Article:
Date of Completion


Embargo Period



Indocyanine dyes, Tumor hypoxia

Major Advisor

Dr. Michael B. Smith

Associate Advisor

Dr. Christian Brueckner

Associate Advisor

Dr. Quing Zhu

Field of Study



Doctor of Philosophy

Open Access

Open Access


Tumor hypoxia is a major indicator of treatment resistance to chemotherapeutic drugs and fluorescence optical tomography has tremendous potential to provide clinically useful functional information by targeting tumor hypoxia. The current techniques to detect hypoxia involve invasive and non-invasive probes, for example MRI, PET (non-invasive) and polarographic needle electrodes (invasive). The polarographic needle electrode technique is limited to superficial tumors, such as cervix, neck, and head. Non-invasive techniques such as Magnetic Resonance Imaging (MRI) and Positron Emission Tomography (PET) are expensive for routine clinical use and these techniques suffers from low spatial resolution, high back ground counts, needs an injection of radioactive tracer. Therefore there is a need for a cheap and non-invasive and safe technique for imaging hypoxia in tumors which would improve the cancer therapy outcomes. The aim of this dissertation is to design a cheap and non-invasive method to image hypoxia in tumor cells. In this dissertation, synthesis, photophysical characterization and hypoxia evaluation of a series of 2-nitroimidazole coupled indocyanine green dyes (first, second and third generation) is presented. In the first generation, 2-nitroimidazoles were coupled to indocyanine gree (ICG) via ethanolamine linker and in the second generation ethanolamine was replaced with a piperazine unit. The third generation has the same piperazine linker but linked to a rigid dye (pentamethine dye). Among the three generations, the third generation dyes are effective in providing a strong fluorescence signal and stayed much longer (up to 24h) in the hypoxic regions of tumor cells.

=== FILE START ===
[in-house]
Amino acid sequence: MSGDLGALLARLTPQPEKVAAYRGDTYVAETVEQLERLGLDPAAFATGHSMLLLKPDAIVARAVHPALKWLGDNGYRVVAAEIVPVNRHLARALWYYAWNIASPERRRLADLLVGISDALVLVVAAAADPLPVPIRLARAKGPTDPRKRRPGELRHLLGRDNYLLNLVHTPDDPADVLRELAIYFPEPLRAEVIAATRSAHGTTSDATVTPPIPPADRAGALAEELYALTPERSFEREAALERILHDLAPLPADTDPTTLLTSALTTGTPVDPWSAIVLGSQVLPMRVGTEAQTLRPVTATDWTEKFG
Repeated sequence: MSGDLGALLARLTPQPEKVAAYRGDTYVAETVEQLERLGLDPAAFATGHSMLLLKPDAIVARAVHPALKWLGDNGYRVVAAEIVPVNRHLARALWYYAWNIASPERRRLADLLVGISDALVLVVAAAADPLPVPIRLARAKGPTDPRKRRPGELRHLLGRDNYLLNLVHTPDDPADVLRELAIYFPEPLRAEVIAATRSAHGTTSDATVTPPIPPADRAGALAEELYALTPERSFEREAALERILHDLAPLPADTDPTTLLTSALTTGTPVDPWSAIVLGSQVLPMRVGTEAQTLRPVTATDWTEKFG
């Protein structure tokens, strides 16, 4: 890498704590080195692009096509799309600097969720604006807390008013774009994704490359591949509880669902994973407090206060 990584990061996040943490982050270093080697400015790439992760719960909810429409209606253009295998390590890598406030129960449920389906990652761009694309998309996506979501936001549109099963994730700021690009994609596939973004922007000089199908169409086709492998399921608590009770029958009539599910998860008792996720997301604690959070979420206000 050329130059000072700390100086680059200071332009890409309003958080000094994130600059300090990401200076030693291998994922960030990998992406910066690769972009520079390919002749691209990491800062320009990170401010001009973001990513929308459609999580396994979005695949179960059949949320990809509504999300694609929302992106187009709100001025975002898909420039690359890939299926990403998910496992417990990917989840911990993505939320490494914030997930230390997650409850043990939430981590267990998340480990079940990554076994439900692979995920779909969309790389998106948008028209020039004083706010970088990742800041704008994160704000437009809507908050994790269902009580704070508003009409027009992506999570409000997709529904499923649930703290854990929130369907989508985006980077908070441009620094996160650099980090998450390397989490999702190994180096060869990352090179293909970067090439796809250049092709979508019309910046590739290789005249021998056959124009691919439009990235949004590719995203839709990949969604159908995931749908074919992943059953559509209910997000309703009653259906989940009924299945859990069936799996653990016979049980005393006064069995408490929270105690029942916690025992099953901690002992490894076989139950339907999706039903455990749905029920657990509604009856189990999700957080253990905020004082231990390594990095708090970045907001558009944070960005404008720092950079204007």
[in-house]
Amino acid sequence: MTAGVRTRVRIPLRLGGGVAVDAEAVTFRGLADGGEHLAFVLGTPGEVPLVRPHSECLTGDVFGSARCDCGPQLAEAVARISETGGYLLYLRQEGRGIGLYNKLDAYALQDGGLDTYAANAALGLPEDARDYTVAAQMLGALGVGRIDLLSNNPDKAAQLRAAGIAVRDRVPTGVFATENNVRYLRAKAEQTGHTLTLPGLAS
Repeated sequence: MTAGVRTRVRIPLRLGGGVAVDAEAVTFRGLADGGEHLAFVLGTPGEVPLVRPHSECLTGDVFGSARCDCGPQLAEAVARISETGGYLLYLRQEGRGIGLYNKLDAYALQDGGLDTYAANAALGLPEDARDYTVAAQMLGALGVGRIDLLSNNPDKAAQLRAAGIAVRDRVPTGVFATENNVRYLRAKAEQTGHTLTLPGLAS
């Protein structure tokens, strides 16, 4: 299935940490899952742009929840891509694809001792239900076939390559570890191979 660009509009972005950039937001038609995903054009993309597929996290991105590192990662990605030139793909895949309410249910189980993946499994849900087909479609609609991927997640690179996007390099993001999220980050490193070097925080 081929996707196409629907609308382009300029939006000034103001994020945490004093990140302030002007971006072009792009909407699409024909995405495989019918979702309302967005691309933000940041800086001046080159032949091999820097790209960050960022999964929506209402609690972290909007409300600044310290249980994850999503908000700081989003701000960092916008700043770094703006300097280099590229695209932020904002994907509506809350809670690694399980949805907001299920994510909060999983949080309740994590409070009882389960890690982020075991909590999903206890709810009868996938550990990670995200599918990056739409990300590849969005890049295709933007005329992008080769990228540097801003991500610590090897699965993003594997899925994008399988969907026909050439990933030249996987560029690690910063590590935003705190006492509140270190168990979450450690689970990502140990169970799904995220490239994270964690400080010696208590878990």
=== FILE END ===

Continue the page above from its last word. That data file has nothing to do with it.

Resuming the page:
We have observed that incorporation of a methyl group distal to a terminal long-chain alkyne leads to an increased rate of isomerization to the corresponding internal alkyne upon treatment with a strong base, in DMSO. When compared to a long-straight chain terminal alkyne, the isobranch analog isomerizes about three times faster under identical conditions. In both cases, equilibration to a 95-97:5-3 mixture of internal:terminal alkyne follows isomerization. The difference in rate may be due to conformational effects that involve folding of the alkyne, bringing the distal substituent close to the alkyne moiety. The isobranch may provide steric hindrance that disrupts such folding, making the propargylic proton or the terminal alkyne proton more available for reaction with base.